In my long-ago youth, I had a bright red T-shirt from a skating skills clinic. The message on it in huge white block letters was not subtle, but so memorable that I still remember it:
Stick down, head up.
I doubt they still manufacture that same shirt, but a generation later, it’s still a valuable message according to Ken Martel, the technical director for USA Hockey’s American Development Model.
When teaching 8U players basic puck control skills, the message starts there and moves forward.
Eyes up is the goal
The reasons for teaching kids to get comfortable controlling the puck while looking up are as varied as they are relatively obvious, but that doesn’t mean it’s an easy skill to master.
“Kids need to become comfortable handling the puck with their head up. They don’t have to do anything fancy. They don’t have to do a backhand toe drag,” Martel said. “But if they can carry the puck and be aware of their surroundings, then they’re well on their way.”
Those who fail are doomed to repeat their mistakes at higher levels.
“Being able to handle the puck with their eyes up should be a primary goal for kids,” Martel said. “Because you can’t play the game if you can’t see anyone else and can’t avoid opponents. By the time you get to 14U and enter a body-checking environment, if you still haven’t learned this, you’re going to have some issues.”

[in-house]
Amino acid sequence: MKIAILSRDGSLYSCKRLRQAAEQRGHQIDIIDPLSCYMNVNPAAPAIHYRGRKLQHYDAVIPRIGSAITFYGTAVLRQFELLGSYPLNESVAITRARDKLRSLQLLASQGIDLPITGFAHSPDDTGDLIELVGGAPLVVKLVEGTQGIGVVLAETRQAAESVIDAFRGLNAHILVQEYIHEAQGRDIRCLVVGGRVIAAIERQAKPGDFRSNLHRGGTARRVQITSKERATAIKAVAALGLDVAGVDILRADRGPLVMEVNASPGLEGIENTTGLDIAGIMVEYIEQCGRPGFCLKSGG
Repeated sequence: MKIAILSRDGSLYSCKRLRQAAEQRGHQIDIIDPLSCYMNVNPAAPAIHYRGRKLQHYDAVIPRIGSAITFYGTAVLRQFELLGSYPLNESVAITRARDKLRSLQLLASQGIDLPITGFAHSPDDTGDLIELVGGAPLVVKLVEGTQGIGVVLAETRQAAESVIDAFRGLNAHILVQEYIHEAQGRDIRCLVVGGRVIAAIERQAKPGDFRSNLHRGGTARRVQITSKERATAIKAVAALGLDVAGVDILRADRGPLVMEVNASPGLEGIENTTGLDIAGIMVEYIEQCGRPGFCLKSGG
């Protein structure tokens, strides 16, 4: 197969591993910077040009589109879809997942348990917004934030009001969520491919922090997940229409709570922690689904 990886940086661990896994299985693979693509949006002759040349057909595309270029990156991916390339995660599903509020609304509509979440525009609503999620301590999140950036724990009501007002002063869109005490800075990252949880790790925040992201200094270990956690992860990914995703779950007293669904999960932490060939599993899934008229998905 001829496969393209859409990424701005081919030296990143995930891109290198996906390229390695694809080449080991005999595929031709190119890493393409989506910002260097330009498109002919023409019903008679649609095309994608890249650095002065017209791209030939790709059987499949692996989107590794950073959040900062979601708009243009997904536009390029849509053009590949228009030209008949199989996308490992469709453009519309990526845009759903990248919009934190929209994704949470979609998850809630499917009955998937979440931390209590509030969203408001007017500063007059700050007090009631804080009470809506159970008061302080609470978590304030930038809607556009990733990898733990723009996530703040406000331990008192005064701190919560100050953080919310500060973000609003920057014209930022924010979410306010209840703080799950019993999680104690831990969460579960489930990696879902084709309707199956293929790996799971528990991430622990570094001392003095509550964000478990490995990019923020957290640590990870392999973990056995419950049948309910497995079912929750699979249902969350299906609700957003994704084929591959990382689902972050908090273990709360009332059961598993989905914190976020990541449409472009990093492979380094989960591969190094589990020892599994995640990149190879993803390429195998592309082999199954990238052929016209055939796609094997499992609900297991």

Drills and skills
Instead of always using cones as obstacles when teaching players to handle the puck, Martel recommends skating and puck control drills that naturally force a player to survey his or her surroundings.
“It’s as simple as putting kids in a group, and everyone stickhandles in a tight space to avoid each other,” he said. “Maybe it’s the trucks and trailers game, where I have to follow you everywhere you go, but there are other people I have to watch out for. And keep-away, where there is another opponent. Things that involve time with the puck on their stick, in an open environment, where there are moving things that they have to avoid."
The key as a coach is to incentivize players to actually do what we want as the end goal within the drills and games that we design.
“Coaches will say, ‘I told them,’ but then they set up drills that encourage players to handle the puck with their heads down,” explained Martel. “That doesn’t work. You have to find a way to make them do what it is you want versus telling them. If the environment you create isn’t incentivizing them, maybe the environment needs to change.”
But while “stick down, head up” sounds simple, we shouldn’t confuse a basic concept with oversimplifying a task. In fact, Martel advocates pushing 8U players out of their comfort zones to create more decisions for players, not less.
“When we oversimplify things, there is less representativeness to the real game,” Martel said. “Keep in mind that, if a kid isn’t using the right technique, you can then show them direction in the course of the activity. Teach them. But for those who don’t need direction, and instead just need reps, let them go. Everybody is active and everyone is getting reps.”